The Pitti Palace should be right up there towards the top of your list, too. To get there, you walk across the charming Ponte Vecchio bridge and walk through the Oltrarno neighborhood. This was the palace of the Medici family. Here you can tour the Royal apartments, except of the first Sunday of the month when they are closed, so no Royal apartments for us. However, the highlight of the Pitti Palace is really the Palatine Gallery and its incredible collection of art. The gallery is interesting in that the art is hung in a willy-nilly sort of way. It is not layed out at all as you would find in a museum, rather as the Medici’s wanted it. Here you will see a lot of top-tier artwork, Raphael, Titian, Lippi, Boticelli, Cortona, Rubens, Van Dyke, and so many more. Some frames are empty, as paintings from this museum are regularly lent for exhibitions around the world. I promise we didn’t have anything to do with the painting missing from that frame behind me!
The Pitti Palace also has a Costume exhibit you can tour. I expected more period clothing, but it was mostly modern, and didn’t really interest us. So we headed out to the Boboli Gardens behind the palace. These gardens are VERY extensive and beautiful. They are meticulously maintained and well worth and hour or so of your time to explore. It would also be a great location for a picnic if you have the foresight to plan ahead.
We didn’t have the foresight to plan a picnic, so after several hours at the Pitti Palace, we had a nice late lunch of Pizza and a little vino at a nearby restaurant in the Oltrarno section of town. Cafe Bellini is right across from the palace and it was very good!
The Brancacci Chapel is not very far from the Pitti Palace, so if you have time in your day, you should check it out. People come here to see the beautiful frescoed walls painted by Masaccio and Masolino.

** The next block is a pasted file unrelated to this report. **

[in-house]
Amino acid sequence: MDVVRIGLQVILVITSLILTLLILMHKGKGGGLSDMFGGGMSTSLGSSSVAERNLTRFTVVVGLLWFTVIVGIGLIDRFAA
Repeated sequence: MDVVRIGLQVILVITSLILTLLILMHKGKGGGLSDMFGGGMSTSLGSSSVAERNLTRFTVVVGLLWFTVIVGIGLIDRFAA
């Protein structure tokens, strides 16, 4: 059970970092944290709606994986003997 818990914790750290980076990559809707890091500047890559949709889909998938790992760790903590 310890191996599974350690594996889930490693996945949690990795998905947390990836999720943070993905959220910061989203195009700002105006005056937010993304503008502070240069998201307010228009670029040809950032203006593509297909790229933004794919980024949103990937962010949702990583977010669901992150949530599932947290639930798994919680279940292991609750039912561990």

The Medici Chapels are worth a visit for the interesting architecture, the reliquaries and other valuable artifacts and, of course, the Michelangelo statues.
The first thing we saw when we entered was an exhibit of valuable church items, many of which were reliquaries. These fascinated me in a creepy sort of way. Each contained a “bit” of a saint. Usually bones. If you look closely at the photo, you will see the bones. Kind of gets you thinking…
Upstairs, in the new Sacristy, you will find the tombs of Lorenzo II and Giuliano Medici. They are adorned with Michelangelo Sculptures. Lorenzo has Dawn and Dusk and Giuliano has Night and Day. There is also the tomb of Lorenzo the Magnificent. It was intended to be the most magnificent, but was left unfinished and has a sculpture of Madonna and child.
The Santa Maria Novella Church is located near the train station, and like everything else in Florence, is easily reached on foot. It is loaded with art and has a beautiful green and white facade. A highlight is the Crucifixion by Giotto. There is also art from Masaccio, Ghirlandaio, Brunelleschi, and Filippino Lippi. A visit here will probably take you less than an hour.
The Church of Santa Croce was really interesting. Our hotel was nearby and we walked past many times, but didn’t realize the significance of this church. We took a free English language guided tour offered by the church. I would recommend this, because there is a lot that you would otherwise miss out on.
In this church, you will find, among others, the tombs of Galileo, Michelangelo, Dante, Macchiavelli and Rossini. There is the Donatello Annunciation sculpture from 1433. You will also find the Crucifix by Cimabue (damaged by one of the terrible Florentine floods, but somewhat restored). This crucifix is said to be the first one which depicted Christ as suffering on the cross. Here you will also find the robe of Saint Francis, the Bruneleschi chapel, and a monastery . We toured for over an hour. Mark stayed for an additional hour taking photos, while I went and had a little vino… it had been a long day of touring!
Last, but certainly not least, one of our favorite activities in Florence was the walk up to Piazelle Michelangelo. It is way up on a hill overlooking the city of Florence. Many people like to head up there at sunset for a little vino or coffee and an incredible view of beautiful Florence. It is very lively and pretty up there. You will see street musicians, a couple of cafes and also a small church up above on a hill. San Minion Church. You can go through the church for free and it is quite nice. This is about as nice a way to end your day in Florence as I can imagine. Don’t miss it! (If the climb up the hill seems too much you can take a cab or public bus).
I hope you get the chance to visit Florence one of these days, and if you do, I hope this has been helpful information! If you would like help making arrangements, Europe is a specialty of mine, and I book vacations here frequently! Email me at firstname.lastname@example.org and we can discuss!